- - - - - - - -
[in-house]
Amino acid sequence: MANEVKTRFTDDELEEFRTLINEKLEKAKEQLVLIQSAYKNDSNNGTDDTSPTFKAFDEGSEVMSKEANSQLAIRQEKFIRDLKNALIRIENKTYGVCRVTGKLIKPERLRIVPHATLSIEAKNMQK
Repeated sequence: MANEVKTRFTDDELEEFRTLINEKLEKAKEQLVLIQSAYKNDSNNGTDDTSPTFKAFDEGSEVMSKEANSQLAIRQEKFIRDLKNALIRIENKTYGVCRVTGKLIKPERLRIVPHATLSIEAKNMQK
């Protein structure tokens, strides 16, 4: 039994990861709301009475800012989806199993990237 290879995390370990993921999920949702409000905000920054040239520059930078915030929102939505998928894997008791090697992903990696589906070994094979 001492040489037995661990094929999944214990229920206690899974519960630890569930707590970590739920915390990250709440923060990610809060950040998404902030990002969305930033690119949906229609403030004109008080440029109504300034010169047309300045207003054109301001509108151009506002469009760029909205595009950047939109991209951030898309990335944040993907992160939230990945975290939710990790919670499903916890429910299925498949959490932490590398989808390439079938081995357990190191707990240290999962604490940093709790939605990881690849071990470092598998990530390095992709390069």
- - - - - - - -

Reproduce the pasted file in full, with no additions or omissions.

[in-house]
Amino acid sequence: MANEVKTRFTDDELEEFRTLINEKLEKAKEQLVLIQSAYKNDSNNGTDDTSPTFKAFDEGSEVMSKEANSQLAIRQEKFIRDLKNALIRIENKTYGVCRVTGKLIKPERLRIVPHATLSIEAKNMQK
Repeated sequence: MANEVKTRFTDDELEEFRTLINEKLEKAKEQLVLIQSAYKNDSNNGTDDTSPTFKAFDEGSEVMSKEANSQLAIRQEKFIRDLKNALIRIENKTYGVCRVTGKLIKPERLRIVPHATLSIEAKNMQK
């Protein structure tokens, strides 16, 4: 039994990861709301009475800012989806199993990237 290879995390370990993921999920949702409000905000920054040239520059930078915030929102939505998928894997008791090697992903990696589906070994094979 001492040489037995661990094929999944214990229920206690899974519960630890569930707590970590739920915390990250709440923060990610809060950040998404902030990002969305930033690119949906229609403030004109008080440029109504300034010169047309300045207003054109301001509108151009506002469009760029909205595009950047939109991209951030898309990335944040993907992160939230990945975290939710990790919670499903916890429910299925498949959490932490590398989808390439079938081995357990190191707990240290999962604490940093709790939605990881690849071990470092598998990530390095992709390069």